Since its opening in 1923 to host UC Berkeley’s annual Big Game against longtime rival Stanford University, Memorial Stadium has undergone plenty of renovations and has seen many students and football teams come and go from its perch overlooking the campus and the San Francisco Bay. This fall will mark the opening of the stadium after a yearlong hiatus, during which the enormous structure finally underwent a renovation to make it seismically safe and also gained a newly-built press box, as well as a new athletic center adjacent to the stadium. During this hiatus, Cal football games were moved to AT&T Park in San Francisco.
Renovations for the stadium cost approximately $321 million, according to the stadium’s website, which also indicated there will be 8,000 fewer seats than the stadium held before renovations. While premium club seats for alumni and others start at $40,000, UC Berkeley students can afford season football passes for $99 and single-game tickets for around $20. Furthermore, Cal athletics is on a path to make the stadium zero-waste, a plan it originally announced last fall as part of the 2020 campuswide goal in collaboration with Cal Recycling and Refuse Services.
But the path to get the stadium to its current condition was not so easy, as tree sitters protested against the building of the athletic center for almost two years and the construction also faced a lawsuit from the city of Berkeley and other groups. Despite these obstacles, heavy construction has come to an end, and though minor renovations will continue into next year, Cal football will be able to resume as normal with fans cheering the games on well into the future. The following timeline takes a deeper look from the time of the initial plans for the renovations to the years leading up to the 2012 football season.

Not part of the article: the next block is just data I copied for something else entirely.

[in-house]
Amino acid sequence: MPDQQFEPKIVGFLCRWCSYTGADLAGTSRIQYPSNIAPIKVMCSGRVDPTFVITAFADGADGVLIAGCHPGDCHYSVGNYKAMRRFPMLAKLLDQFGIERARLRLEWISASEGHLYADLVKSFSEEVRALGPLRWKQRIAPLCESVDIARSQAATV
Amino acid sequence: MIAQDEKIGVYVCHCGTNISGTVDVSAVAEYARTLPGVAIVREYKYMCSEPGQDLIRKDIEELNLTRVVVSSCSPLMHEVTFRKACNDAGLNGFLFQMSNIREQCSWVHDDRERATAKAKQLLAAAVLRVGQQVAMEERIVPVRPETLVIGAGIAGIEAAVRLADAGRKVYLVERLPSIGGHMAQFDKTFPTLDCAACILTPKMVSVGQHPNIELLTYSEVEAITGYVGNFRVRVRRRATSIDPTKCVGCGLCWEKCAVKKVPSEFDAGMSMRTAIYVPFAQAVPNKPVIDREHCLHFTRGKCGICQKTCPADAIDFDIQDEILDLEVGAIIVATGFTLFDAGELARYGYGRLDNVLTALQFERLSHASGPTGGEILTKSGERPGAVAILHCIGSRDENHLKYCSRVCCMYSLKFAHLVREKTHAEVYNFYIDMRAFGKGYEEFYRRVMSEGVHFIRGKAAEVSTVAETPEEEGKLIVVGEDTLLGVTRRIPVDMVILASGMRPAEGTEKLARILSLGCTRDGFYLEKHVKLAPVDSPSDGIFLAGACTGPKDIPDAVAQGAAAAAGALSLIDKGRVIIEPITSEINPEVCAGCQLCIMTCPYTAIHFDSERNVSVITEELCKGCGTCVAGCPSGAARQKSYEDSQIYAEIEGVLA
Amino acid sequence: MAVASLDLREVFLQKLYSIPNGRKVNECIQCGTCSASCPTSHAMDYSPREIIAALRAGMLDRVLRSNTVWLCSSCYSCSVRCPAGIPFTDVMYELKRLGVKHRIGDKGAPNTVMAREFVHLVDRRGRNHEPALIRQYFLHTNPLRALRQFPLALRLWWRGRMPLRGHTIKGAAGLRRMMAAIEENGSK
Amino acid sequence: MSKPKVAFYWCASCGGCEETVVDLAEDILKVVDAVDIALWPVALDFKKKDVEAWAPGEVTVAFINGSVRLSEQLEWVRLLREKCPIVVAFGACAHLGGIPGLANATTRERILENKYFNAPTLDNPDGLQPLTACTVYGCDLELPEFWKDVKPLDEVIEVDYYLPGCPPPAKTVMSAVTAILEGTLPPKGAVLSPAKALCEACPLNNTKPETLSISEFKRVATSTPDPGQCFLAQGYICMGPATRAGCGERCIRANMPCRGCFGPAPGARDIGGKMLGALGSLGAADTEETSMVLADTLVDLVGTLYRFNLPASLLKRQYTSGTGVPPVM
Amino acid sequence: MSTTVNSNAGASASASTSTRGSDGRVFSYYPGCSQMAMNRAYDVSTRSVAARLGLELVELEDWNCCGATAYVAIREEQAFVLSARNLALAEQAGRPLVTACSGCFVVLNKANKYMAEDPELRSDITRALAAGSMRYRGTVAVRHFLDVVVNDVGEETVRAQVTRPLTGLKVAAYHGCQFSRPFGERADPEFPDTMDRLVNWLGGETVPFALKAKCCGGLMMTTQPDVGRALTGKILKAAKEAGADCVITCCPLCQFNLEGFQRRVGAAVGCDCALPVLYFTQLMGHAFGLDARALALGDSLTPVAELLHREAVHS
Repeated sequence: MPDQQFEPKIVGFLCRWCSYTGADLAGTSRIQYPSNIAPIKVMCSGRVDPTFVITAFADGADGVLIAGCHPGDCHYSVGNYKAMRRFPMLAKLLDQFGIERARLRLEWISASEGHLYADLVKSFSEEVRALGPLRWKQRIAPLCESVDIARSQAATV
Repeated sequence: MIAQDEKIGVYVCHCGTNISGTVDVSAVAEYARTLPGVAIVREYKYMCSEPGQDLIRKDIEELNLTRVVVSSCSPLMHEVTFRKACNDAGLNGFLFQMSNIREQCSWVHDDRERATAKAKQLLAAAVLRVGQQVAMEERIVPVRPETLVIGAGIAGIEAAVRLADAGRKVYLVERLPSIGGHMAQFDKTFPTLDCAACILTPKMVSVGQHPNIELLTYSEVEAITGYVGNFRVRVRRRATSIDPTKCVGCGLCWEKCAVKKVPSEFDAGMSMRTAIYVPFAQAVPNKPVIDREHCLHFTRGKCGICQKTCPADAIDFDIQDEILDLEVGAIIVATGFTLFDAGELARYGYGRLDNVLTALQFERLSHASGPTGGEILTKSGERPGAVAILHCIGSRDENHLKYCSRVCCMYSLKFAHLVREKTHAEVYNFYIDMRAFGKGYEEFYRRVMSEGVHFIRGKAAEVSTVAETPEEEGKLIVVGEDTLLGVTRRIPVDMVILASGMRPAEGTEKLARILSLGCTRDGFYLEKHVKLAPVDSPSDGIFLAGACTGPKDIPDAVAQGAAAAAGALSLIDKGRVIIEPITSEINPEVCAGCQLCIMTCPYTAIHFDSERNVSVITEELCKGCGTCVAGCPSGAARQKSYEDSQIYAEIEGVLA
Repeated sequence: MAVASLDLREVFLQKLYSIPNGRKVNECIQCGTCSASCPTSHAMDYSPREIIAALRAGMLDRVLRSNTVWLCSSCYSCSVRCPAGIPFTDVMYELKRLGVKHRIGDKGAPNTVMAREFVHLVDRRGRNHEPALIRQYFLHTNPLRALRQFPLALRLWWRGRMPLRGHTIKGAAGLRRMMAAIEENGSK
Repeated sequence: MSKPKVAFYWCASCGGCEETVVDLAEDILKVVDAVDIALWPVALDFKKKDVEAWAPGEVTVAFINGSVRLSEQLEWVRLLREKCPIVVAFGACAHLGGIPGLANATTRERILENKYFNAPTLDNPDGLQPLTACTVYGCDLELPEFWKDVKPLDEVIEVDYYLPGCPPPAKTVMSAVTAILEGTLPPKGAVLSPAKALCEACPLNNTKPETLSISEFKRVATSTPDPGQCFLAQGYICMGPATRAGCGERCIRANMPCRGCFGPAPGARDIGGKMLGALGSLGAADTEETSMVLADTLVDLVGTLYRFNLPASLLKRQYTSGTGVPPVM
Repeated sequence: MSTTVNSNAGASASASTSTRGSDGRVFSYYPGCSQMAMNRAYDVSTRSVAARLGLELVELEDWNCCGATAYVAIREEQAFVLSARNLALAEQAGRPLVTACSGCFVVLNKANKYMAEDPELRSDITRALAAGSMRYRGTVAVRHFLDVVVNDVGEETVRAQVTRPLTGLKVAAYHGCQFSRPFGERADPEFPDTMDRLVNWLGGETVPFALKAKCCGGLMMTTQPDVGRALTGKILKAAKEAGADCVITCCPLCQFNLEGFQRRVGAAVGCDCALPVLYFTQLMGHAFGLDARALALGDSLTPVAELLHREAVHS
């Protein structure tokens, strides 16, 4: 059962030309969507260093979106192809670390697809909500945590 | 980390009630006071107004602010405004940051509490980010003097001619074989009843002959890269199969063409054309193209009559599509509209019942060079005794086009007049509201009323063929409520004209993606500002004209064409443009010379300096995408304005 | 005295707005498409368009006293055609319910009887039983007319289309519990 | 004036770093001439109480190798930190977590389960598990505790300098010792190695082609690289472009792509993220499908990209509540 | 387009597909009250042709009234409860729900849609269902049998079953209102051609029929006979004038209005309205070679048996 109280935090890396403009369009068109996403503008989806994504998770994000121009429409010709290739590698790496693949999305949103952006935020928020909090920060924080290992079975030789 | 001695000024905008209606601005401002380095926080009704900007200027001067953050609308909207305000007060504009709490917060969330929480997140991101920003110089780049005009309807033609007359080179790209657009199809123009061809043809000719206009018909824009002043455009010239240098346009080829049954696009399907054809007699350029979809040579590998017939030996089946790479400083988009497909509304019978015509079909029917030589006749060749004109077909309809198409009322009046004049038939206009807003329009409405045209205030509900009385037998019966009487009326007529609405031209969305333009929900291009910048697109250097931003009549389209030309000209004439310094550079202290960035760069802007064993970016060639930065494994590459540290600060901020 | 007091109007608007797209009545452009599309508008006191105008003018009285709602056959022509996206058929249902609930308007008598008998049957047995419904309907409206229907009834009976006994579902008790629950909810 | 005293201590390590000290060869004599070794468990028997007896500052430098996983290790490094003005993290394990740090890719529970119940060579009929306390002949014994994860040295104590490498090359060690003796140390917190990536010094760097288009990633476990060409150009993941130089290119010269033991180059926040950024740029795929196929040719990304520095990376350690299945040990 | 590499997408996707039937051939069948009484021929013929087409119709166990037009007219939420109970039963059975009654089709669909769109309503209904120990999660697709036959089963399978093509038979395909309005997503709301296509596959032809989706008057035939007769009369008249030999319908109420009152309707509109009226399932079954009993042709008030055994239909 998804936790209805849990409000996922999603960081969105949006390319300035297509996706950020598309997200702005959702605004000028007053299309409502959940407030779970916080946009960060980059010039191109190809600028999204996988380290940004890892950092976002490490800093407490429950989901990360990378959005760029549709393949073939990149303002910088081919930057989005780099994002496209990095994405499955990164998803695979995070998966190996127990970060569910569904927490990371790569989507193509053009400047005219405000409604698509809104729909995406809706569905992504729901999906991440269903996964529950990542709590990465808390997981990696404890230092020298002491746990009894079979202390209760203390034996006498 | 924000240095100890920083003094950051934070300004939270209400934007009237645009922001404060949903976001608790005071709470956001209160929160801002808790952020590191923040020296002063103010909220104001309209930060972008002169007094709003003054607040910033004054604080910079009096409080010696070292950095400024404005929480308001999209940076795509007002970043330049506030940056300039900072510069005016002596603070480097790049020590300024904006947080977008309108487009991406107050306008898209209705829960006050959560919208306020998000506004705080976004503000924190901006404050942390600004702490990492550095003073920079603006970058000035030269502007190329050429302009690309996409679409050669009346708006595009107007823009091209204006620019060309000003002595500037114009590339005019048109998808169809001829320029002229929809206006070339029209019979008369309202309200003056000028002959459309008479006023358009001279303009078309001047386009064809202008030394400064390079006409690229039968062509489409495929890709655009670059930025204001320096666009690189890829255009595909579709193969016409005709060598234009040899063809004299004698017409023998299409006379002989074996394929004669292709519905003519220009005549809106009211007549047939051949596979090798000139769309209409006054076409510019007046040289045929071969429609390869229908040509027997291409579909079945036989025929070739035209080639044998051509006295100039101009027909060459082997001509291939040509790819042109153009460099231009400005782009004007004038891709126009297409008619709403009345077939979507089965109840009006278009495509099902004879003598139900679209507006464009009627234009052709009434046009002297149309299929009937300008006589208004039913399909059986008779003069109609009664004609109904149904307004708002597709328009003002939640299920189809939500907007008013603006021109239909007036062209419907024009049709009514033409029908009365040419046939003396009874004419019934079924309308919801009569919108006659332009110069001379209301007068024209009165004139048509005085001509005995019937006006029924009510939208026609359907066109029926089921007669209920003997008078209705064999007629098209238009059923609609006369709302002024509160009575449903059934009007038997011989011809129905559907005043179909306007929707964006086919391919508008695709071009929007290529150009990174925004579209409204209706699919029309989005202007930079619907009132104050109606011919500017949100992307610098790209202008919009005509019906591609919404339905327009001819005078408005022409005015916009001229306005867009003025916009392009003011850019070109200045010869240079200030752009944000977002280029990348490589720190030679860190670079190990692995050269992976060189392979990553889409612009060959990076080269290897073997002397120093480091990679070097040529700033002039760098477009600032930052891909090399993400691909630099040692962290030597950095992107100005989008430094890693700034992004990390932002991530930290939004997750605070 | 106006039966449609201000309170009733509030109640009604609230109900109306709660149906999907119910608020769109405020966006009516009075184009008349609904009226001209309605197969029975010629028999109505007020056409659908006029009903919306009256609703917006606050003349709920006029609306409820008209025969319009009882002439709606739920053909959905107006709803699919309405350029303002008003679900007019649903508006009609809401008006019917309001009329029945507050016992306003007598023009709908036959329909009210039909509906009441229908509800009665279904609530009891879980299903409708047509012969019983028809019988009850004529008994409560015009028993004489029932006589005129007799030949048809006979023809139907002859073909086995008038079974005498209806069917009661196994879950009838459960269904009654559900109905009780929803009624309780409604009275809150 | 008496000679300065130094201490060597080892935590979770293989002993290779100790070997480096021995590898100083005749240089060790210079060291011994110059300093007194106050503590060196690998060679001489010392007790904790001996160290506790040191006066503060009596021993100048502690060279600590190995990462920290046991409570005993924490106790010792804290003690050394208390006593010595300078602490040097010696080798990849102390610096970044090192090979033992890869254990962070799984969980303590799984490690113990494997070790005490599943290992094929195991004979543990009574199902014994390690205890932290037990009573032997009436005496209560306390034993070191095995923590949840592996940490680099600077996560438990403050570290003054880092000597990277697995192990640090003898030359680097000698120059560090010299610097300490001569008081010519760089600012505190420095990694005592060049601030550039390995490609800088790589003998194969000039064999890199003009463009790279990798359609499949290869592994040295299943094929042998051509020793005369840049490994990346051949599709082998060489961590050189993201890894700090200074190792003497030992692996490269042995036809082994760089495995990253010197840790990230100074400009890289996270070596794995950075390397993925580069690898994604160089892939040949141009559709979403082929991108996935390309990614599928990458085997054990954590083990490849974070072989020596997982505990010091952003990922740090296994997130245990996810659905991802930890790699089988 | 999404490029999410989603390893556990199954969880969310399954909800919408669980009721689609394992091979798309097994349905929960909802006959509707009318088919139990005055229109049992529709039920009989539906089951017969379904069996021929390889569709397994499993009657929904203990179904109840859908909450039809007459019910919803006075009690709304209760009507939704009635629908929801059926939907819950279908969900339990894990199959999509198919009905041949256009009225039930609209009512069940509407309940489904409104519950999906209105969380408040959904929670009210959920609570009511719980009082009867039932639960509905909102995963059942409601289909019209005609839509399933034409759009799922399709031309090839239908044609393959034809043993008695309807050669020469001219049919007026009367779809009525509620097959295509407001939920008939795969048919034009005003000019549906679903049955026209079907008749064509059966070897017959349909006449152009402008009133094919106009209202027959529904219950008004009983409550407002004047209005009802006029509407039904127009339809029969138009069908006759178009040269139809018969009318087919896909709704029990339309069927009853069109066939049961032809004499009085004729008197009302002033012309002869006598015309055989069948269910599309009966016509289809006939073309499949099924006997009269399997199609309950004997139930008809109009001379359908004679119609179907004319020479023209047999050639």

Memorial Stadium opens in time for the Big Game. It costs $1,437,982 to build.
Zero phase of the project. The press box, a significant seismic hazard, was taken down and replaced by a temporary press box.
A broad-based committee of faculty, staff, stakeholders, donors and administrators is formed to tackle the problem of the Hayward Fault Line running through the stadium.
UC Berkeley Chancellor Robert Birgeneau announces plans to renovate Memorial Stadium.
Birgeneau announces plans for a high-performance athletic study center as part of the stadium project.
December 2, 2006
Tree-sit against the building of athletic study center begins in the Oak Grove near Memorial Stadium.
December 11-19, 2006
Panoramic Hill Association, the city of Berkeley and California Oak Foundation file separate lawsuits against the university over plans to build the athletic center.
Judge issues ruling that all tree-sitters must vacate Oak Grove; they do not.
Judge officially approves Memorial Stadium renovation plans and writes in ruling that athletic center complies with environmental impact and safety reports.
649-day tree-sit ends as injunction of construction on athletic center is officially lifted, allowing it to finally commence.
Major construction is underway following Cal’s season-ending home loss to Washington on Nov. 27.
The Cal football team plays its home games at AT&T Park in San Francisco while Memorial Stadium undergoes the bulk of its construction and renovation.
August 16, 2012
The Cal football team practices at the renovated stadium for the first time.
September 1, 2012
The Bears will open the season against Nevada at noon.
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